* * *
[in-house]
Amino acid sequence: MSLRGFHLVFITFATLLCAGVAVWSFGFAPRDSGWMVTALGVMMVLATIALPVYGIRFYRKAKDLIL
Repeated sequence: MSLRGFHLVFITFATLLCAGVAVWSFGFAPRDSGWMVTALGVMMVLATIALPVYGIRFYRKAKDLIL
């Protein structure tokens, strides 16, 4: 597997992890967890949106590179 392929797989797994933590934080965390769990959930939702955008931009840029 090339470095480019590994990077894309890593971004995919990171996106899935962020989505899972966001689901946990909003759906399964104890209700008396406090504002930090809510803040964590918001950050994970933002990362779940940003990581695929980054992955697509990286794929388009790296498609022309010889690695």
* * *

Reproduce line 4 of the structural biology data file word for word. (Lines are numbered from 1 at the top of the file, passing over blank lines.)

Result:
């Protein structure tokens, strides 16, 4: 597997992890967890949106590179 392929797989797994933590934080965390769990959930939702955008931009840029 090339470095480019590994990077894309890593971004995919990171996106899935962020989505899972966001689901946990909003759906399964104890209700008396406090504002930090809510803040964590918001950050994970933002990362779940940003990581695929980054992955697509990286794929388009790296498609022309010889690695």